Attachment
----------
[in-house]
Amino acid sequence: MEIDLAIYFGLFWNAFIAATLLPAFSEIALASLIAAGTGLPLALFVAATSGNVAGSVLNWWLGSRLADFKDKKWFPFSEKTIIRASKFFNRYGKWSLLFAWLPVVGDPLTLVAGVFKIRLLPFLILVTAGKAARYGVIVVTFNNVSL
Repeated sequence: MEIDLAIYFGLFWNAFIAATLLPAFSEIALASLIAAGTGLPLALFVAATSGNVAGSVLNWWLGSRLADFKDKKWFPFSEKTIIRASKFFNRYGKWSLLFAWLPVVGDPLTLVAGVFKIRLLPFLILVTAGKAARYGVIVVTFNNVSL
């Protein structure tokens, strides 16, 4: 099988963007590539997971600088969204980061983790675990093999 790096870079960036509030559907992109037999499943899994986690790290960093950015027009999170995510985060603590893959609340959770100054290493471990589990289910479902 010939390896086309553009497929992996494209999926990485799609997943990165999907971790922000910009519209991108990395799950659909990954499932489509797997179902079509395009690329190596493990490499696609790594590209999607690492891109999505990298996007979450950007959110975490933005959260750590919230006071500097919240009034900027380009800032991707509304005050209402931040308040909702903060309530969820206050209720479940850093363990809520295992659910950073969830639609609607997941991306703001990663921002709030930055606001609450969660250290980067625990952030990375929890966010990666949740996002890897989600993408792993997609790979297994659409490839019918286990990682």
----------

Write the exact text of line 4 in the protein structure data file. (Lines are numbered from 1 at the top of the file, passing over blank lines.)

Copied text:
């Protein structure tokens, strides 16, 4: 099988963007590539997971600088969204980061983790675990093999 790096870079960036509030559907992109037999499943899994986690790290960093950015027009999170995510985060603590893959609340959770100054290493471990589990289910479902 010939390896086309553009497929992996494209999926990485799609997943990165999907971790922000910009519209991108990395799950659909990954499932489509797997179902079509395009690329190596493990490499696609790594590209999607690492891109999505990298996007979450950007959110975490933005959260750590919230006071500097919240009034900027380009800032991707509304005050209402931040308040909702903060309530969820206050209720479940850093363990809520295992659910950073969830639609609607997941991306703001990663921002709030930055606001609450969660250290980067625990952030990375929890966010990666949740996002890897989600993408792993997609790979297994659409490839019918286990990682």